"I met the lady there to get an update on projects being considered for 7 chapters but before starting she told me about a family member admitted into ER and I just told her to pray and believe that God would heal her," Begaye wrote. "She thanked me by putting her hands on mine."

He had explanations for three other photos of him and the woman he identifies only as a "lady." He describes her as a community volunteer and says he hopes others take up her example and aren't "silenced by petty gossip."

A collection of pictures of Begaye and Draper-Begay fueling Navajo Nation gossip over the past week.
A collection of pictures of Begaye and Draper-Begay fueling Navajo Nation gossip over the past week.
Facebook

"He felt the need to just clear the air on these photos and didn't want it lingering on the Internet," Manus told New Times today, explaining why Begaye put up the post only to take it down.

The flap began back in October, when residents of the rural Coalmine Canyon area heard a rumor that Edward Begay's power hookup would come before everyone else's in the community. Chapter representatives approved a resolution opposing the decision by President Begaye to approve a hookup for one family "and ignore the remaining families."

Without going into detail, the resolution states: "The community believes this is unethical and is considered favoritism" and requests that the Navajo president approve the funds to be released so the other 32 homes could receive power. It's signed by three of the five chapter delegates.

President Russell Begaye
President Russell Begaye
Twitter

Then, in January, nearly all of the about 100 Coalmine Canyon community members turned out for a visit by President Begaye, said a community member who didn't wish to reveal her identity. Everyone was under the assumption that — because of the October resolution — he would announce that all the homes would get power, the source said. People were stunned to hear Begaye state that, for the time being, the federal funds would be applied only to the Edward Begay hookup.

Lights were on at Begay's home nine days later. There actually are two homes on the Begay property, the source said — one of them is owned by Myra Draper-Begay. The source said that Edward Begay moved onto the property 10 years ago, not 60.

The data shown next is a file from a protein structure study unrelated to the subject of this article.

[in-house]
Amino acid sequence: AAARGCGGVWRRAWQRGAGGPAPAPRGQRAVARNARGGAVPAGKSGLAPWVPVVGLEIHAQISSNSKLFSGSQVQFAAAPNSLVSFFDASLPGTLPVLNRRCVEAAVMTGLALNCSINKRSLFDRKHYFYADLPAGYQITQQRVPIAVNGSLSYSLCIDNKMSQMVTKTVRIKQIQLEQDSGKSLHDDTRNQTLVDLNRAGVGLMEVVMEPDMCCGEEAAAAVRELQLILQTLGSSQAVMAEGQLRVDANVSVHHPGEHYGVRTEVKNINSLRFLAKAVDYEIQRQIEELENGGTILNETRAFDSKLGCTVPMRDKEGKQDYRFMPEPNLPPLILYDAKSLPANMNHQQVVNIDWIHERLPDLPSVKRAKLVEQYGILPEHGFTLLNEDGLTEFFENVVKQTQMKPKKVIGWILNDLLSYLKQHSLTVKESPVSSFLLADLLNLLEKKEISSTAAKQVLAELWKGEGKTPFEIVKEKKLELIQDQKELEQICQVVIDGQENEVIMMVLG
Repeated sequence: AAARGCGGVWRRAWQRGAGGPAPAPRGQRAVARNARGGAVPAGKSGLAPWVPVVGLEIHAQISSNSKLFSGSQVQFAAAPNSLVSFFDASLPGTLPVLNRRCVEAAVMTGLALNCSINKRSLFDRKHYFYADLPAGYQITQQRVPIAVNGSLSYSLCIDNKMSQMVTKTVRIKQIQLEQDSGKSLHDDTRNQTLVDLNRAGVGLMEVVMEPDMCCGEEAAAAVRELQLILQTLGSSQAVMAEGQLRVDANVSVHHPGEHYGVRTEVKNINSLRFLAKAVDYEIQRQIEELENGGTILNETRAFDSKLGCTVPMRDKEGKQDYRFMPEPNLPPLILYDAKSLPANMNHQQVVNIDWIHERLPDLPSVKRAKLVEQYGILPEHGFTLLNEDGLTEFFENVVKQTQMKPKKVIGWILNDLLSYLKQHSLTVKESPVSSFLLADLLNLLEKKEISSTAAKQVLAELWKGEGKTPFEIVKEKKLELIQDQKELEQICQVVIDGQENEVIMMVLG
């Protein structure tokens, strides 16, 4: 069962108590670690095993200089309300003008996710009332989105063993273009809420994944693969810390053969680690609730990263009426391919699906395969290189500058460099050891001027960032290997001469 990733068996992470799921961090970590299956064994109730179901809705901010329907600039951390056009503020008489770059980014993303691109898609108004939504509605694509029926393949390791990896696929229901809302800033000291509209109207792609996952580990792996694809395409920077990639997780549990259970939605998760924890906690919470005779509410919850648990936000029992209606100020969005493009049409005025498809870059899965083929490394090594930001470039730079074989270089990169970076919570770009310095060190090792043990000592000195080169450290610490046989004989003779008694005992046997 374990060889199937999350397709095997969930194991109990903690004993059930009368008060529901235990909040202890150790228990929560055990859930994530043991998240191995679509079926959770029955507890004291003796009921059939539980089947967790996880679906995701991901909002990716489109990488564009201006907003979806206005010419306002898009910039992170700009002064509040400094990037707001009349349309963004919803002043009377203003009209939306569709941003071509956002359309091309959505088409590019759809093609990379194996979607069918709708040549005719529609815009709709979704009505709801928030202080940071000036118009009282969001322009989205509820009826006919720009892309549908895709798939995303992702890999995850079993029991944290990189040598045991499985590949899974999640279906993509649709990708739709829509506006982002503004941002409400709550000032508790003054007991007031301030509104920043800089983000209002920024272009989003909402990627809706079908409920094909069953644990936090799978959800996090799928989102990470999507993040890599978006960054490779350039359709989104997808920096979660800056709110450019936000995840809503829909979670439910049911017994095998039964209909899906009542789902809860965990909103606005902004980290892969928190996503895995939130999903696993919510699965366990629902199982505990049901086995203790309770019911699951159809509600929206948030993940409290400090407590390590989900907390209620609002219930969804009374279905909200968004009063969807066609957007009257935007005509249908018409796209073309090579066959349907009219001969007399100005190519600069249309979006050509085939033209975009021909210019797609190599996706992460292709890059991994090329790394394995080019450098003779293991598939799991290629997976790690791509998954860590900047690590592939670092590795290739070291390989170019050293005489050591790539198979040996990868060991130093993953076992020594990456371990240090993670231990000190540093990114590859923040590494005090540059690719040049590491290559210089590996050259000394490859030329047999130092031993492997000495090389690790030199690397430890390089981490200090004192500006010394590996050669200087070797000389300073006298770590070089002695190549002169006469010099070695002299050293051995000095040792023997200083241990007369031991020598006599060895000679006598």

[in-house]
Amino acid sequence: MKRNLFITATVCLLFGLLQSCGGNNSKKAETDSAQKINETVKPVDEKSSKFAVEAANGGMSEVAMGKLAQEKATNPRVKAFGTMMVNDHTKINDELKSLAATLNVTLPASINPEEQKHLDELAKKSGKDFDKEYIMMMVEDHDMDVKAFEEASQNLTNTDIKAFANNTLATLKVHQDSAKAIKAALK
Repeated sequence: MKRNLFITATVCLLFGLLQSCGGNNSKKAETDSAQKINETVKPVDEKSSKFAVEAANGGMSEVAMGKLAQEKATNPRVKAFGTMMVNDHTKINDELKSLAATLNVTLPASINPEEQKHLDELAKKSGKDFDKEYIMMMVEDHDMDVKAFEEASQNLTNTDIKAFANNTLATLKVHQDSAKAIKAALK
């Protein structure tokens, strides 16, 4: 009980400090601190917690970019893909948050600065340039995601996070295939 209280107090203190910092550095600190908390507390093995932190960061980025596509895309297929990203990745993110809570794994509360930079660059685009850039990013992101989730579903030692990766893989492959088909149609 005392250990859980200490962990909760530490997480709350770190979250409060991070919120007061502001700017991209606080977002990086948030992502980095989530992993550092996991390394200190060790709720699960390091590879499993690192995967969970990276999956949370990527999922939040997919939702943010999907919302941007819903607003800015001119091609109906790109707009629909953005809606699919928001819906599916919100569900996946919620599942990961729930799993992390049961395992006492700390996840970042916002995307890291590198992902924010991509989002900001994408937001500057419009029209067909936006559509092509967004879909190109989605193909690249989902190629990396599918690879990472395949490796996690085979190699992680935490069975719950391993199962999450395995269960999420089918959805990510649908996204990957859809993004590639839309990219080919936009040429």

President Begaye was supposed to come back to the community a week ago. Community members cooked a meal for him. But he didn't show. Several residents decided at that time to hold him accountable, the source said, and that's about when copies of the October resolution and pictures of the tribal president and Draper-Begay began appearing on social media.

The president's announcement on Thursday states that the other 32 homes should be hooked up by April and that 27 of them "still need to be cleared of wiring assessments."

New Times' source called this another misrepresentation. All but one of the 32 homes are "project ready," the source asserted.

A message was left with the Navajo Tribal Utility Authority today, but nobody immediately returned it.

Meanwhile, the Navajo Nation continues to buzz with what some call "gossip" and others see as potential corruption.

"He is no different then any other greedy politician," wrote Facebook user Bea Redfeather. "He is a total embarrassment to the tribe."

"This is downright disgusting and wrong," wrote Elsie Boyer on Facebook. "And those in authority are thinking, more than likely, what are they gonna do about it? Abuse of power!"

Yet Begaye also has Facebook supporters, like Amasani Nishli:

"Had Ms. Draper not acted on her ill father's behalf to call attention to the long delay, which she did before funds were pulled, the rest of the applicants would not have received hookups," Nishli wrote. "Will there be apologies forthcoming from the nitpickers who disparaged her or gratitude from those who get electricity?"

President Begaye didn't return numerous messages seeking comment.